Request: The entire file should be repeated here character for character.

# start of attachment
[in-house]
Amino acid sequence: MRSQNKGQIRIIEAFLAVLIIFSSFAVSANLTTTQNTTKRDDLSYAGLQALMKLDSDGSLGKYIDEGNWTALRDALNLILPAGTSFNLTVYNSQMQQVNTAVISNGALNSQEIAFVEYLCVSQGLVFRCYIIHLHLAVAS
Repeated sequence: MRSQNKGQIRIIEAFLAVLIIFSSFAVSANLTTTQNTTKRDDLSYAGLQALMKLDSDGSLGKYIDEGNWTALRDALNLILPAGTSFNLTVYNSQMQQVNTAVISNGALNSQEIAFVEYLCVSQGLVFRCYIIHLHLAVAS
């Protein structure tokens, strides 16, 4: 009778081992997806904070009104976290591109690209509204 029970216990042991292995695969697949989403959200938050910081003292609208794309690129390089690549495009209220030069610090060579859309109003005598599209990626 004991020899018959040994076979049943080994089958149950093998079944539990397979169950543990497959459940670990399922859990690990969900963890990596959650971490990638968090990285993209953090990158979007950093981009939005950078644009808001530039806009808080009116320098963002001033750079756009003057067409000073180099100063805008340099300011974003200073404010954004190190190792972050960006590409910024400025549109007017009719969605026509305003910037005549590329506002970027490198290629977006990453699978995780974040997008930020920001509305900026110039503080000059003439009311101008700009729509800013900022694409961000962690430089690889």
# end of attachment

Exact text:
[in-house]
Amino acid sequence: MRSQNKGQIRIIEAFLAVLIIFSSFAVSANLTTTQNTTKRDDLSYAGLQALMKLDSDGSLGKYIDEGNWTALRDALNLILPAGTSFNLTVYNSQMQQVNTAVISNGALNSQEIAFVEYLCVSQGLVFRCYIIHLHLAVAS
Repeated sequence: MRSQNKGQIRIIEAFLAVLIIFSSFAVSANLTTTQNTTKRDDLSYAGLQALMKLDSDGSLGKYIDEGNWTALRDALNLILPAGTSFNLTVYNSQMQQVNTAVISNGALNSQEIAFVEYLCVSQGLVFRCYIIHLHLAVAS
């Protein structure tokens, strides 16, 4: 009778081992997806904070009104976290591109690209509204 029970216990042991292995695969697949989403959200938050910081003292609208794309690129390089690549495009209220030069610090060579859309109003005598599209990626 004991020899018959040994076979049943080994089958149950093998079944539990397979169950543990497959459940670990399922859990690990969900963890990596959650971490990638968090990285993209953090990158979007950093981009939005950078644009808001530039806009808080009116320098963002001033750079756009003057067409000073180099100063805008340099300011974003200073404010954004190190190792972050960006590409910024400025549109007017009719969605026509305003910037005549590329506002970027490198290629977006990453699978995780974040997008930020920001509305900026110039503080000059003439009311101008700009729509800013900022694409961000962690430089690889």